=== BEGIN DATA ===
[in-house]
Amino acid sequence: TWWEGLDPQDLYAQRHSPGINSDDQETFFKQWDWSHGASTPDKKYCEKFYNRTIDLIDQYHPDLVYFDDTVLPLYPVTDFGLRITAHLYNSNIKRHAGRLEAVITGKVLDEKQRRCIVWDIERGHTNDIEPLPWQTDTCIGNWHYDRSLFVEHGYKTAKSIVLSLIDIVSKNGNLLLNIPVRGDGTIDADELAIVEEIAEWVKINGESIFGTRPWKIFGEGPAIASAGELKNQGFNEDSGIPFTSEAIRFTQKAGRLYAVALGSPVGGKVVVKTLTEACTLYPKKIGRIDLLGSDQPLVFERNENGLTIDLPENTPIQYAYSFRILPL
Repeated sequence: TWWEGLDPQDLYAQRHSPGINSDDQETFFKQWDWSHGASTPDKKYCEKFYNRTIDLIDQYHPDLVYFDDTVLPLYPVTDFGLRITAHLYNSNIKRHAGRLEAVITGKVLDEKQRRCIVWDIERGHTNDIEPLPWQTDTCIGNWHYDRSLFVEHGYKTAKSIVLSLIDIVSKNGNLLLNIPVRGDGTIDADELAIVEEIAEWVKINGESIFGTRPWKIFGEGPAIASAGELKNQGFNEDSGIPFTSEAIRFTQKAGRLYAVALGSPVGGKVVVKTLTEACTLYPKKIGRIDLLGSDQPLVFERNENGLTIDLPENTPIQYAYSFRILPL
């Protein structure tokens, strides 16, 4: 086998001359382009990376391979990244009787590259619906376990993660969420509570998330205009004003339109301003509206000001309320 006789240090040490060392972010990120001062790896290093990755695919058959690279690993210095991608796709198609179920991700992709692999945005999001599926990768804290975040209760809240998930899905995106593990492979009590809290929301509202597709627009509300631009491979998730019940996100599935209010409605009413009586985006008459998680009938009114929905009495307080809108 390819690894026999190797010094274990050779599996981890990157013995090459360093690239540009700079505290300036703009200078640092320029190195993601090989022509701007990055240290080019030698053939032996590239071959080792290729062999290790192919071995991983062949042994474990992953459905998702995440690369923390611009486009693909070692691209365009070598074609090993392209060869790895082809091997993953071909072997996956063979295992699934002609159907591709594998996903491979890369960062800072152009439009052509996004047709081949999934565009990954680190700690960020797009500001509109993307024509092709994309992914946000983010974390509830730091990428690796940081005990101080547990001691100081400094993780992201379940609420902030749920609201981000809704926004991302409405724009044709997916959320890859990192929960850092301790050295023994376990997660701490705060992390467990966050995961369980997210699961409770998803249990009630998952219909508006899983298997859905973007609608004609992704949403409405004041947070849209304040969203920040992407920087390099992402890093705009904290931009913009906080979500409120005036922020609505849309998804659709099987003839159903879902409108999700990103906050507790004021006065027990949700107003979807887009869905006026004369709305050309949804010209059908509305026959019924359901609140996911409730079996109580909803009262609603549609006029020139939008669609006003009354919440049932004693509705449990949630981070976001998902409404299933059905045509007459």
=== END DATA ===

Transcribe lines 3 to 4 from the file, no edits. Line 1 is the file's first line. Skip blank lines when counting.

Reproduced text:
Repeated sequence: TWWEGLDPQDLYAQRHSPGINSDDQETFFKQWDWSHGASTPDKKYCEKFYNRTIDLIDQYHPDLVYFDDTVLPLYPVTDFGLRITAHLYNSNIKRHAGRLEAVITGKVLDEKQRRCIVWDIERGHTNDIEPLPWQTDTCIGNWHYDRSLFVEHGYKTAKSIVLSLIDIVSKNGNLLLNIPVRGDGTIDADELAIVEEIAEWVKINGESIFGTRPWKIFGEGPAIASAGELKNQGFNEDSGIPFTSEAIRFTQKAGRLYAVALGSPVGGKVVVKTLTEACTLYPKKIGRIDLLGSDQPLVFERNENGLTIDLPENTPIQYAYSFRILPL
């Protein structure tokens, strides 16, 4: 086998001359382009990376391979990244009787590259619906376990993660969420509570998330205009004003339109301003509206000001309320 006789240090040490060392972010990120001062790896290093990755695919058959690279690993210095991608796709198609179920991700992709692999945005999001599926990768804290975040209760809240998930899905995106593990492979009590809290929301509202597709627009509300631009491979998730019940996100599935209010409605009413009586985006008459998680009938009114929905009495307080809108 390819690894026999190797010094274990050779599996981890990157013995090459360093690239540009700079505290300036703009200078640092320029190195993601090989022509701007990055240290080019030698053939032996590239071959080792290729062999290790192919071995991983062949042994474990992953459905998702995440690369923390611009486009693909070692691209365009070598074609090993392209060869790895082809091997993953071909072997996956063979295992699934002609159907591709594998996903491979890369960062800072152009439009052509996004047709081949999934565009990954680190700690960020797009500001509109993307024509092709994309992914946000983010974390509830730091990428690796940081005990101080547990001691100081400094993780992201379940609420902030749920609201981000809704926004991302409405724009044709997916959320890859990192929960850092301790050295023994376990997660701490705060992390467990966050995961369980997210699961409770998803249990009630998952219909508006899983298997859905973007609608004609992704949403409405004041947070849209304040969203920040992407920087390099992402890093705009904290931009913009906080979500409120005036922020609505849309998804659709099987003839159903879902409108999700990103906050507790004021006065027990949700107003979807887009869905006026004369709305050309949804010209059908509305026959019924359901609140996911409730079996109580909803009262609603549609006029020139939008669609006003009354919440049932004693509705449990949630981070976001998902409404299933059905045509007459």